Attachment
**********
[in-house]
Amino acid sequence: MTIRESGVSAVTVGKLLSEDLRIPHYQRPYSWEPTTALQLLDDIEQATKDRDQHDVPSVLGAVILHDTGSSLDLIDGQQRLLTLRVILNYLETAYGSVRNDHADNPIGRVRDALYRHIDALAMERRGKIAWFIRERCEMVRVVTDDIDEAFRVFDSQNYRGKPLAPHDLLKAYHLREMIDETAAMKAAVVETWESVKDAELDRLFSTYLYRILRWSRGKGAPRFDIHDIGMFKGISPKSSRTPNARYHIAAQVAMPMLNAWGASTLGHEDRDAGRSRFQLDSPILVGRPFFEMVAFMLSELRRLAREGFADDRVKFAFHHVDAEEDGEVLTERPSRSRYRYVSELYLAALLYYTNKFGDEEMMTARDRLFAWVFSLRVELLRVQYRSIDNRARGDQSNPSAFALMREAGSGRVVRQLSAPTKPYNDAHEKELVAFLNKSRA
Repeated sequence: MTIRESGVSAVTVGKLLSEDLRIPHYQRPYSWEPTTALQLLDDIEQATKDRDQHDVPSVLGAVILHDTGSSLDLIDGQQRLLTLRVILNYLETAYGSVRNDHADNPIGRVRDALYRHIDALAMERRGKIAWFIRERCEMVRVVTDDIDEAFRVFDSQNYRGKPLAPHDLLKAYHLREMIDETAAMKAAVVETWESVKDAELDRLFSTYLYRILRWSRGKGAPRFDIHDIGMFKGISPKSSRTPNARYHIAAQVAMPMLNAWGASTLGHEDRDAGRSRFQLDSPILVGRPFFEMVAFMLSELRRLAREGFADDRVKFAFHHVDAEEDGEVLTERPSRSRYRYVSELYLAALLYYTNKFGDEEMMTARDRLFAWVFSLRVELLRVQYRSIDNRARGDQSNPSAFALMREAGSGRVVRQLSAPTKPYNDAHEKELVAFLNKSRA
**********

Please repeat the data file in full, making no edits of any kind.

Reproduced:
[in-house]
Amino acid sequence: MTIRESGVSAVTVGKLLSEDLRIPHYQRPYSWEPTTALQLLDDIEQATKDRDQHDVPSVLGAVILHDTGSSLDLIDGQQRLLTLRVILNYLETAYGSVRNDHADNPIGRVRDALYRHIDALAMERRGKIAWFIRERCEMVRVVTDDIDEAFRVFDSQNYRGKPLAPHDLLKAYHLREMIDETAAMKAAVVETWESVKDAELDRLFSTYLYRILRWSRGKGAPRFDIHDIGMFKGISPKSSRTPNARYHIAAQVAMPMLNAWGASTLGHEDRDAGRSRFQLDSPILVGRPFFEMVAFMLSELRRLAREGFADDRVKFAFHHVDAEEDGEVLTERPSRSRYRYVSELYLAALLYYTNKFGDEEMMTARDRLFAWVFSLRVELLRVQYRSIDNRARGDQSNPSAFALMREAGSGRVVRQLSAPTKPYNDAHEKELVAFLNKSRA
Repeated sequence: MTIRESGVSAVTVGKLLSEDLRIPHYQRPYSWEPTTALQLLDDIEQATKDRDQHDVPSVLGAVILHDTGSSLDLIDGQQRLLTLRVILNYLETAYGSVRNDHADNPIGRVRDALYRHIDALAMERRGKIAWFIRERCEMVRVVTDDIDEAFRVFDSQNYRGKPLAPHDLLKAYHLREMIDETAAMKAAVVETWESVKDAELDRLFSTYLYRILRWSRGKGAPRFDIHDIGMFKGISPKSSRTPNARYHIAAQVAMPMLNAWGASTLGHEDRDAGRSRFQLDSPILVGRPFFEMVAFMLSELRRLAREGFADDRVKFAFHHVDAEEDGEVLTERPSRSRYRYVSELYLAALLYYTNKFGDEEMMTARDRLFAWVFSLRVELLRVQYRSIDNRARGDQSNPSAFALMREAGSGRVVRQLSAPTKPYNDAHEKELVAFLNKSRA